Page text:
“Outsider” art in Paris and Brussels

[03 Apr 2013]


While Art Paris Art Fair (28 March – 1 April 2013) occupied the Grand Palais with 144 galleries from 20 countries presenting the most currently popular names in Modern and Contemporary art, a very different exhibition was drawing to an extended close (last day: 31 March) a short distance away in Boulevard Raspail: the Museum of Everything was a travelling exhibition (already presented in London, Moscow and Turin) devoted to so-called “Outsider” artists. Defined as the traveling museum for artists who create without intention, without education and without celebration, it was organized by Marc-Olivier Walher (ex-Director of the Palais de Tokyo), and presented around fifty artists including a large number of complete unknowns and a host of exceptional recognised “Outsiders” like Henry J. DARGER, Aloise CORBAZ and George WIDENER.

In France, these artists, relegated to the margins of Modern and Contemporary art, are branded under the Art Brut label. Although this type of work is absent from major international Contemporary art fairs like the Venice Biennale and Art Basel, in recent years, a small number of unspecialized exhibitions (at La Maison Rouge and at the Palais de Tokyo) and art fairs (Art Paris, Drawing Now and Miami off shows) have broadened their artistic scope by inviting Art Brut onto the front of the cultural scene.

In fact, this type of work free from intellectual dogmatism and fashion effects increasingly changes hands at auction. This was the case for example at the 28-29 March sale at Cornette de Saint Cyr in Brussels (Contemporary Art & Art Brut). The sale started with some classic Contemporary signatures (Hans Hartung, Jean Fautrier, Niki de Saint Phalle, Fernando Botero, Yves Klein, Sophie Calle, etc.) and then rolled out some of the best creators of Art Brut: Gaston Chaissac, Henry Darger, Augustin Lesage, Scottie Wilson and Zinelli Carlo. The last lots of the sale were reserved for Philippe Pasqua, Georges Mathieu and Serge Charchoune.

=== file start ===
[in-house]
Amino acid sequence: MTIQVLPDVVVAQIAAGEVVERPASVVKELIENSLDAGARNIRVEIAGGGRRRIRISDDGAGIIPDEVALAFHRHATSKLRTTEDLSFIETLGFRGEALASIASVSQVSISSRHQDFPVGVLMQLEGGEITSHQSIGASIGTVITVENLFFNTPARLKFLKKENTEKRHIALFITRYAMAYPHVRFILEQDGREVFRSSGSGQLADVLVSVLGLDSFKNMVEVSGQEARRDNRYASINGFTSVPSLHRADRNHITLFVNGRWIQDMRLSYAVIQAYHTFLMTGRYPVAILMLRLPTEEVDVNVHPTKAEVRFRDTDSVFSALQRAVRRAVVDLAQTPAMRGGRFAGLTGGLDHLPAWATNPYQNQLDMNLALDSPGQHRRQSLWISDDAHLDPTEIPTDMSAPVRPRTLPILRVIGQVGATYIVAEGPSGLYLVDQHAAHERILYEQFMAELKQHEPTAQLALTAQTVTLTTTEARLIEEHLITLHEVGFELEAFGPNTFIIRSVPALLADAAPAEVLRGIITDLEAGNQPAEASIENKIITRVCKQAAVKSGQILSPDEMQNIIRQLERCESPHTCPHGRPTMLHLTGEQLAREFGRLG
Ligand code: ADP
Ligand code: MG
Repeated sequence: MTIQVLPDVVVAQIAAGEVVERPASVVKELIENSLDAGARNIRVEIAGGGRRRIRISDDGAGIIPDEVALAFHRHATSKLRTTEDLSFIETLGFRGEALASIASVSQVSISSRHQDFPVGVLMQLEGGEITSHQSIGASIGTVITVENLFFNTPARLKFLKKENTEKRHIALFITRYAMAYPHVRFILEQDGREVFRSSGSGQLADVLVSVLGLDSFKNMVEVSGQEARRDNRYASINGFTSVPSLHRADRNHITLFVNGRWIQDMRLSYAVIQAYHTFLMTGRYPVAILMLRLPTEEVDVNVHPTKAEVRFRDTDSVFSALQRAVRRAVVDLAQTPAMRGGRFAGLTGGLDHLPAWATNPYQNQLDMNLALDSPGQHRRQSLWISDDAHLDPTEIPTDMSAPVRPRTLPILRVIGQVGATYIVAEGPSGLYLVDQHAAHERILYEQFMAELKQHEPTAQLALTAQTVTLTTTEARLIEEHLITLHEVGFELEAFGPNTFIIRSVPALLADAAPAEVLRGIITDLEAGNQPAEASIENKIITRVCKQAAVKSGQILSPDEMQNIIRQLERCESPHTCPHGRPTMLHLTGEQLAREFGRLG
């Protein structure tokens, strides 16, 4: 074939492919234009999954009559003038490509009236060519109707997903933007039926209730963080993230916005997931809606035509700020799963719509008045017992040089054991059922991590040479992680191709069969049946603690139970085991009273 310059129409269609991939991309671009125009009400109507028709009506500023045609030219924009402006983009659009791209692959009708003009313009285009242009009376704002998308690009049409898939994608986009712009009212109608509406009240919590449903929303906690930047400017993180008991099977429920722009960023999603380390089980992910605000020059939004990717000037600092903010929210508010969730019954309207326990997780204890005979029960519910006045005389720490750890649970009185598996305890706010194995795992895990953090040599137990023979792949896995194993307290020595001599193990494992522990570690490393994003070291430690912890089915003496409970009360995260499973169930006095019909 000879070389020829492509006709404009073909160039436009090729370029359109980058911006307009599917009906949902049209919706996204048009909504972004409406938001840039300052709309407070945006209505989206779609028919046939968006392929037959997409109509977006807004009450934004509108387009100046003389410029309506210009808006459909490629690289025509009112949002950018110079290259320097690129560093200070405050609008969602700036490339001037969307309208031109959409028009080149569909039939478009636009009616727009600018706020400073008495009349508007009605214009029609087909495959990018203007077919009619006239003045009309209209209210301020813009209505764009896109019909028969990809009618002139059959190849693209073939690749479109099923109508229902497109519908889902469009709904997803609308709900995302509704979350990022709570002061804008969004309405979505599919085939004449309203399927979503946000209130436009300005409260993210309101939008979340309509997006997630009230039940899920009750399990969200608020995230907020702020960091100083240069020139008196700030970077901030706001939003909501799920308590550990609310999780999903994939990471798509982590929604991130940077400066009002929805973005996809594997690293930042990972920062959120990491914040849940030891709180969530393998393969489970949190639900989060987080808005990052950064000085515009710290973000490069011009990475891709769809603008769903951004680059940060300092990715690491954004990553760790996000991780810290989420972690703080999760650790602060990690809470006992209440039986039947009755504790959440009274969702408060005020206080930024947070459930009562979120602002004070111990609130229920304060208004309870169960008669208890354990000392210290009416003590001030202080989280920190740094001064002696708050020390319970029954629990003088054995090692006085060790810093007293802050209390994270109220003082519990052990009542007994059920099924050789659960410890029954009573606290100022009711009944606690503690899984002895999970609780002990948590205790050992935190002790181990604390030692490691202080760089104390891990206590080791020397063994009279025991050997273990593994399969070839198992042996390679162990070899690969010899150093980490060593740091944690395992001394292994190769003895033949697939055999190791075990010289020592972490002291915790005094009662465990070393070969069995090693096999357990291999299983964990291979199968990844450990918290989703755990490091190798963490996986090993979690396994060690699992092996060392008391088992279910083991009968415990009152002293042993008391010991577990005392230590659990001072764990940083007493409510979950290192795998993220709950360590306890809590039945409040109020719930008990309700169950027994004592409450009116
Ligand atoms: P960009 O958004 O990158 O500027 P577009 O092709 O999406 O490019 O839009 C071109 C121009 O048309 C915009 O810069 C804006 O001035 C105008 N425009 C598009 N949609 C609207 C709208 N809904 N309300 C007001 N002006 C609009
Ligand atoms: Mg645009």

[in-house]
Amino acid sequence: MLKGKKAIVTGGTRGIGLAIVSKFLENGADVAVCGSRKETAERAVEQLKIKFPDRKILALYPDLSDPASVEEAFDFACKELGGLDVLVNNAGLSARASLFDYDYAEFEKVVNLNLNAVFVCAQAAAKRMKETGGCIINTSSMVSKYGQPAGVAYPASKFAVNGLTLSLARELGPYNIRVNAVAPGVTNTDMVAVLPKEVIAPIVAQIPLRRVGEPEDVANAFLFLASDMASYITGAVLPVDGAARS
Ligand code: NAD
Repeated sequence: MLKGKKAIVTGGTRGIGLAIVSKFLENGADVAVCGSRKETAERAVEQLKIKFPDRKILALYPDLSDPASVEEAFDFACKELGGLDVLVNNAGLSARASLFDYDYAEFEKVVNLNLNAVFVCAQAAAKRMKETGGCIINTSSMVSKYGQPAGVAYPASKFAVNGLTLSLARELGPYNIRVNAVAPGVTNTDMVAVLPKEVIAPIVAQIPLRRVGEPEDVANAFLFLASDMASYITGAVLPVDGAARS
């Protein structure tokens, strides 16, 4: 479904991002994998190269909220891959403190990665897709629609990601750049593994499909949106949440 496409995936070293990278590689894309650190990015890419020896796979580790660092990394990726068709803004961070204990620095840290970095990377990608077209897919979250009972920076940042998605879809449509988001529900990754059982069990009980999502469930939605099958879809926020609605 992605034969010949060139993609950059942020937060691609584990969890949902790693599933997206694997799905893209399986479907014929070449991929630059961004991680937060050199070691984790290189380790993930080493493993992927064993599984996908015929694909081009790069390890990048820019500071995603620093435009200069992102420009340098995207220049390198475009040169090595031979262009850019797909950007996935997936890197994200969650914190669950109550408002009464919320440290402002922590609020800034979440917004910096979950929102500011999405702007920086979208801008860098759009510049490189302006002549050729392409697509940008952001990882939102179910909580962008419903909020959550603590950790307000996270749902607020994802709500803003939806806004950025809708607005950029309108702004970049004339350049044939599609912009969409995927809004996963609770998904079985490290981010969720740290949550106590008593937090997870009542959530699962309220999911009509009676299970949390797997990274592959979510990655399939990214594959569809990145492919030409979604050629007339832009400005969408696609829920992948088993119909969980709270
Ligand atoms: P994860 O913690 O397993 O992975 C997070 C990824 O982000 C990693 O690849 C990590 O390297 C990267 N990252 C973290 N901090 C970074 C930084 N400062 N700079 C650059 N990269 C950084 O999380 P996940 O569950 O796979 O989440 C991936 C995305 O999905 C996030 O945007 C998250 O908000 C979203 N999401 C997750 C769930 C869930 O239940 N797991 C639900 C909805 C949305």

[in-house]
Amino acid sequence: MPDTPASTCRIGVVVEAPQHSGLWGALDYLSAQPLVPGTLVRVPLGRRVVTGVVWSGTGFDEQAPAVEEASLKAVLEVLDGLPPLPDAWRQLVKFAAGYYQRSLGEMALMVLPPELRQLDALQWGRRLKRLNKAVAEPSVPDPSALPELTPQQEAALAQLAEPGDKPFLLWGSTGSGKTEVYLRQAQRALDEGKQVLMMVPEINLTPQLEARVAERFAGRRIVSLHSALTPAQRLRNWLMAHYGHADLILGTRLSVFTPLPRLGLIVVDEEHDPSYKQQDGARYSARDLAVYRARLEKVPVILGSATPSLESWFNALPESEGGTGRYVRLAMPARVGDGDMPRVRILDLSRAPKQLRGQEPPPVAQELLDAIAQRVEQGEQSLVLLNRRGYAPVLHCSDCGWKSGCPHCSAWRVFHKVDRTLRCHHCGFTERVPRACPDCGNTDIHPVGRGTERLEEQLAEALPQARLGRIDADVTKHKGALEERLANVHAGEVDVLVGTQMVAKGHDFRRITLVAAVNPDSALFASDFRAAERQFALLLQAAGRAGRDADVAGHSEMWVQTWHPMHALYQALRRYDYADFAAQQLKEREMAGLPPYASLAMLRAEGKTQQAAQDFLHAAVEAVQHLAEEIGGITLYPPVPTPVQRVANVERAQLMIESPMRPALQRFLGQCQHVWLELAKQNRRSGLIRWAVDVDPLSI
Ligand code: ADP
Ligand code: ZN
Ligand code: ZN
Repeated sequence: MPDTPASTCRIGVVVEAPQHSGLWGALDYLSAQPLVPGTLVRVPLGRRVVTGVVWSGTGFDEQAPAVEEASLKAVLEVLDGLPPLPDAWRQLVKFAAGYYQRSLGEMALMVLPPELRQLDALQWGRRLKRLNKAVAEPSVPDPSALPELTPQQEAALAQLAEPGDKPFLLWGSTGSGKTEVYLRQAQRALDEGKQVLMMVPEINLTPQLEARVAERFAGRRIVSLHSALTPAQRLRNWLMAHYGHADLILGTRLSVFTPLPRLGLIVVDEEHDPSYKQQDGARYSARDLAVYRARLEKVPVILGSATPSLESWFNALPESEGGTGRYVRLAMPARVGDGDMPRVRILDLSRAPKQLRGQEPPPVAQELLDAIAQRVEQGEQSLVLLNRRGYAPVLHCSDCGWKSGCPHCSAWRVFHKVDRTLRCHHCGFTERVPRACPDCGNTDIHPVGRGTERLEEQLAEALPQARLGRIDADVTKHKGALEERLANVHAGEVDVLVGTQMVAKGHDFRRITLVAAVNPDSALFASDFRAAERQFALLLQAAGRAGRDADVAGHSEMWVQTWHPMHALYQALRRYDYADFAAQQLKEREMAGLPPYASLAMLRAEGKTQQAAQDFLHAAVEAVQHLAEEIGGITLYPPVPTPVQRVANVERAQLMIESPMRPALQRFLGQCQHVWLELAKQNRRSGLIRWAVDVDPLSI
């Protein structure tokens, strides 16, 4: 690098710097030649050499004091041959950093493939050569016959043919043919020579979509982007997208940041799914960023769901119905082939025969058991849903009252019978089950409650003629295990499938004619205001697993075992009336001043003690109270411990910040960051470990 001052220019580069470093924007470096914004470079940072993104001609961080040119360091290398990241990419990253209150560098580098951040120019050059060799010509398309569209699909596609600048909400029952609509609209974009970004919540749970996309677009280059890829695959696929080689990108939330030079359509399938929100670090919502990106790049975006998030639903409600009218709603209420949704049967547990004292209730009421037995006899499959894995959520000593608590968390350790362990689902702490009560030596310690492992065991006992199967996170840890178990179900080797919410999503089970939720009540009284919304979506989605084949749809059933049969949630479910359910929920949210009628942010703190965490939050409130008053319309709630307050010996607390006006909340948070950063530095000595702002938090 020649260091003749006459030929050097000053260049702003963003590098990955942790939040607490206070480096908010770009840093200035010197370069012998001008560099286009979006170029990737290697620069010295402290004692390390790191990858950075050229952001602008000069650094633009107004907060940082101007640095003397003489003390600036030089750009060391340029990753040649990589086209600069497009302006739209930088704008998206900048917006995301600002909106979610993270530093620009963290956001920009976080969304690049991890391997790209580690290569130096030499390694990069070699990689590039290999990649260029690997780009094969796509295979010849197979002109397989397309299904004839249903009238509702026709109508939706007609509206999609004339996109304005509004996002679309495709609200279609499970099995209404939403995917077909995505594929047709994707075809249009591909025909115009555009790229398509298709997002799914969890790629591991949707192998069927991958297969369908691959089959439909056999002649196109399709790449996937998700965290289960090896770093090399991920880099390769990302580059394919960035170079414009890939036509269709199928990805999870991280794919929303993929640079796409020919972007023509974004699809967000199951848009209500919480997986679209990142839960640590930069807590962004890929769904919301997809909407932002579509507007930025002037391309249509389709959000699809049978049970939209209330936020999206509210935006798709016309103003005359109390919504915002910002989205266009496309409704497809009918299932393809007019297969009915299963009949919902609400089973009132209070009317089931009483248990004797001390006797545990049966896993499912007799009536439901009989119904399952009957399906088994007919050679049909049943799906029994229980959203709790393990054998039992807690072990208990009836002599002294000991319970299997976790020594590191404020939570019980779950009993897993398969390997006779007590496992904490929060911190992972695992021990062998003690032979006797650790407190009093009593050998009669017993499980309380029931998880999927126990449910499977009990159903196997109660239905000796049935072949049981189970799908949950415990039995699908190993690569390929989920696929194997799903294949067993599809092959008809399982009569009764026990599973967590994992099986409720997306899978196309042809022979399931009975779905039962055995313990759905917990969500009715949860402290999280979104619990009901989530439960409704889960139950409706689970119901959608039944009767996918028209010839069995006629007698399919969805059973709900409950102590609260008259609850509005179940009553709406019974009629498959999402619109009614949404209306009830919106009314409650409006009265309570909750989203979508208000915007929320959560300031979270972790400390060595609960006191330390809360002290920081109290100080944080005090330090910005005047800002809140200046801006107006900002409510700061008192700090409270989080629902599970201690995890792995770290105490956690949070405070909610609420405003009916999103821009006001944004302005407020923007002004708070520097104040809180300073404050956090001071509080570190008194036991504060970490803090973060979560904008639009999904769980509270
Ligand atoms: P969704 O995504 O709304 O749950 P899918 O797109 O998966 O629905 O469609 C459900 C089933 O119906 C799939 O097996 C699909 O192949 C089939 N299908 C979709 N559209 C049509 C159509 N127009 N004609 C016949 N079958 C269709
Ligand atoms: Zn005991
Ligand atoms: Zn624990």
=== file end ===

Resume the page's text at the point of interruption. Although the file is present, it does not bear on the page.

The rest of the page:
Once freed from complete anonymity, these artists have seen their auction prices double, triple and even rise tenfold in less than ten years. For the auction companies, the leaders of this genre are Henry Darger (star lot of the Cornette de Saint Cyr sale on 29 March 2013 with At Angeline Junction and Strangle, a double-sided work estimated €120,000 – €180,000), Séraphine DE SENLIS (record equivalent to $263,046 with Pommier, an oil on canvas that sold on 30 May 2012 at Artcurial Paris), Bill TRAYLOR (auction record of $180,000 with Man with Yoke at a January 2001 sale at Sotheby’s New York) and Adolf WÖLFLI, who crossed the $100,000 threshold in 2011 with a drawing entitled Die heilige Erittera: Gross=Gross=Göttin that fetched the equivalent of $123,000 (17 June 2011, Kornfeld in Bern).

Originally, the creation of these artists were not generally intended to be sold, which explains why the auction market is so often meagre or even non-existent for some of these alternative signatures (as is indeed still the case for George WIDENER, a prolific and fascinating artist).